According to the 2011 German Census, Christianity is the largest religion in Germany, claiming 66.8% of the total population. Relative to the whole population, 31.7% declared themselves as Protestants, including members of the Evangelical Church in Germany (EKD) (30.8%) and the free churches (German: Evangelische Freikirchen) (0.9%), and 31.2% declared themselves as Roman Catholics. Orthodox believers constituted 1.3%. Other religions accounted for 2.7%. According to the most recent data from 2016, the Catholic Church and the Evangelical Church claimed respectively 28.5% and 27.5% of the population. Both large churches have lost significant numbers of adherents in recent years.
In 2011, 33% of Germans were not members of officially recognised religious associations with special status.[i] Irreligion in Germany is strongest in the former East Germany, which used to be predominantly Protestant before state atheism, and major metropolitan areas.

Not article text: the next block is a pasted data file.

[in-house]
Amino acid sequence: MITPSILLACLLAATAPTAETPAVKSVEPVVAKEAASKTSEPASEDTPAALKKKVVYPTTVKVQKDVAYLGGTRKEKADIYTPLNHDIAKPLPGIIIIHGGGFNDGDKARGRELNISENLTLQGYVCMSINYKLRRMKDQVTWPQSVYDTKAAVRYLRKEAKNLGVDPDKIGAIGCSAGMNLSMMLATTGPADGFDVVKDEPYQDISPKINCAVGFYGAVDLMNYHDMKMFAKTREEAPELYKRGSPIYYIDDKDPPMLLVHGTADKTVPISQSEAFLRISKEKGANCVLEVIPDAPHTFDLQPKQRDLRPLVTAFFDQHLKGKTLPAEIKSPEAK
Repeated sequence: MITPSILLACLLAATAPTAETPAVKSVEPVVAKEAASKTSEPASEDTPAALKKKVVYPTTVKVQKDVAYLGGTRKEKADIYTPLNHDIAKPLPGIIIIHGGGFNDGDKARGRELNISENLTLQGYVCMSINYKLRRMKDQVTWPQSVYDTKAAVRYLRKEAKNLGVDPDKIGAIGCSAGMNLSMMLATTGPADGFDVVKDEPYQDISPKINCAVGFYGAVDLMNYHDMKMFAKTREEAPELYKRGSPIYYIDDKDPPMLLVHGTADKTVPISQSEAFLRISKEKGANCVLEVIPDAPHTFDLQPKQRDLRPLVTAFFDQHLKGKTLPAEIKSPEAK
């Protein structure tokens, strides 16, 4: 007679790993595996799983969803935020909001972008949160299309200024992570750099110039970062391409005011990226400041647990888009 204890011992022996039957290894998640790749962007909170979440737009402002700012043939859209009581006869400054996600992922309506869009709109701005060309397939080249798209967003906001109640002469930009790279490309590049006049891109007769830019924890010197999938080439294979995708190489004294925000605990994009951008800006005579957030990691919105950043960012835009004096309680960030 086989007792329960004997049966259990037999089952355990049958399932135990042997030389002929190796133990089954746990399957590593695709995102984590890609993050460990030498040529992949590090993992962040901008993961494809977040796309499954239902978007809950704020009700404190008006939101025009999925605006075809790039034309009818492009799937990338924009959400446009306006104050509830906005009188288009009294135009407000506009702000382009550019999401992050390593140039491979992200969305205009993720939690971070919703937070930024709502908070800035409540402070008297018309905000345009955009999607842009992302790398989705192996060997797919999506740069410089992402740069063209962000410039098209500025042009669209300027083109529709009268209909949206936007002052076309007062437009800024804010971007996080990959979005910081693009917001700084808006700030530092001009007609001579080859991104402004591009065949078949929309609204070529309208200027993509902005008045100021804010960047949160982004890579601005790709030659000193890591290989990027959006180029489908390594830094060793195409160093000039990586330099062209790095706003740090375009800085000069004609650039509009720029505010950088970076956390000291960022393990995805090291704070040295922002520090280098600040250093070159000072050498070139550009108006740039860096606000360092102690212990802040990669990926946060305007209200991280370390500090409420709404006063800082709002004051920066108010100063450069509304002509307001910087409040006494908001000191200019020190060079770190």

Islam is the second largest religion in the country. In the 2011 census, 1.9% of the census population (1.52 million people) gave their religion as Islam, but this figure is deemed unreliable because a disproportionate number of adherents of this religion (and other religions, such as Judaism) are likely to have made use of their right not to answer the question. Figures from Religionswissenschaftlicher Medien- und Informationsdienst suggest a figure of 4.4 to 4.7 million (around 5.5% of the population) in 2015. A study conducted by the Federal Office for Migration and Refugees found that between 2011 and 2015 the Muslim population rose by 1.2 million people, mostly due to immigration. Most of the Muslims are Sunnis and Alevites from Turkey, but there are a small number of Shi'ites, Ahmadiyyas and other denominations.